Brock Skating


Went up to Appleton, WI to shoot a day in the life piece with one of our athletes at work.  He does skating as cardio sometimes so we shot some images for a print piece to accompany the video I'm doing.  Scope em out...

TEAR SHEET: Muscle & Fitness

I shot some of the manufacturing process for Optimum Nutrition and Muscle & Fitness ran it in their latest issue along side a protein story.

Movie Posters

Paste posted their 100 best movie posters of the past 100 years [see the story here].  Pretty interesting.  I don't know that I agree with the all, but I pulled some favorites.  Scope them out below.

Inkling... this is what I've been waiting for



I write in a notebook almost every single day.  It's great for brainstorming and quick notes and stuff.  It's frustrating when I know I wrote something and now I've got to go find it.  I've been looking for a solution that will let me do things digitally and the Wacom Inkling might be it.  I've tried iPads and other slate options but nothing feels like I'm actually writing.  This might be just the tool to bring those notes to life.  It's got 1,024 levels of pressure and will export raster or vector images (vector!).  All at $200 when it comes out next month.  I'll be picking one up for sure, I'd pre-order today if I could.  Scope out the video below and the press release after the jump.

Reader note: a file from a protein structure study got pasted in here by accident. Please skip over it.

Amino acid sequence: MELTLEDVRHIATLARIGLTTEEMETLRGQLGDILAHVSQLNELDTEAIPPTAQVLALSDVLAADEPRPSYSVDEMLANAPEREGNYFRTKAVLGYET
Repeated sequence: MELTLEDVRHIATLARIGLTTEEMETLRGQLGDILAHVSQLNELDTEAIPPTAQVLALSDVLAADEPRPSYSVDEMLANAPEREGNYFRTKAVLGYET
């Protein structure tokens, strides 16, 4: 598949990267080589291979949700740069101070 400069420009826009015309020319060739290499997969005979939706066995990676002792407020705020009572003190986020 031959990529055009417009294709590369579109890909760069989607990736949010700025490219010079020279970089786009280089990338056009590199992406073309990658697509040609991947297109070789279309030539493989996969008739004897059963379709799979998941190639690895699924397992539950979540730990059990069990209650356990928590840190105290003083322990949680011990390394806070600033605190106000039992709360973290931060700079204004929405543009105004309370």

Wacom Has An Inkling

Today, Wacom® introduces Inkling, a new digital sketch pen that captures a digital likeness of your work while you sketch with its ballpoint tip on any sketchbook or standard piece of paper. Designed for rough concepting and creative brainstorming, Inkling bridges the gap between paper sketching and digital drawing by giving users at the front end of the creative process a way to rough-out ideas with real ink on paper and capture their concepts digitally so that they can be later refined on their computer. Inkling even allows users to create layers in the digital file while sketching on paper in the following creative software applications: Adobe® Photoshop®, Adobe® Illustrator® and Autodesk® Sketchbook® Pro. Spontaneous and Liberating

Virtually anyone who uses sketching to capture their creative ideas and wants to have their drawings in a digital format to e-mail, archive or further refine on their computer can benefit from Inkling. For example, artists, illustrators, or story boarders who appreciate the convenience, speed and spontaneity of loosely sketching their ideas on paper could profit from the capabilities of Wacom's Inkling digital sketch pen. In everyday use, a graphic designer could use Inkling to create rough concepts on paper for a new advertising campaign and then review and share these concepts on the computer with colleagues or clients. The pen and receiver store and recharge in a compact case making it easy to transport Inkling between, home, office, hotel or any typical workspace.

"Inkling's inspiration comes from a desire to give artistic people the freedom to draw on paper and to provide an easy way to transition the drawings to digital media," said Glenn Tsunekawa, Global Product Manager at Wacom. Inkling Specifics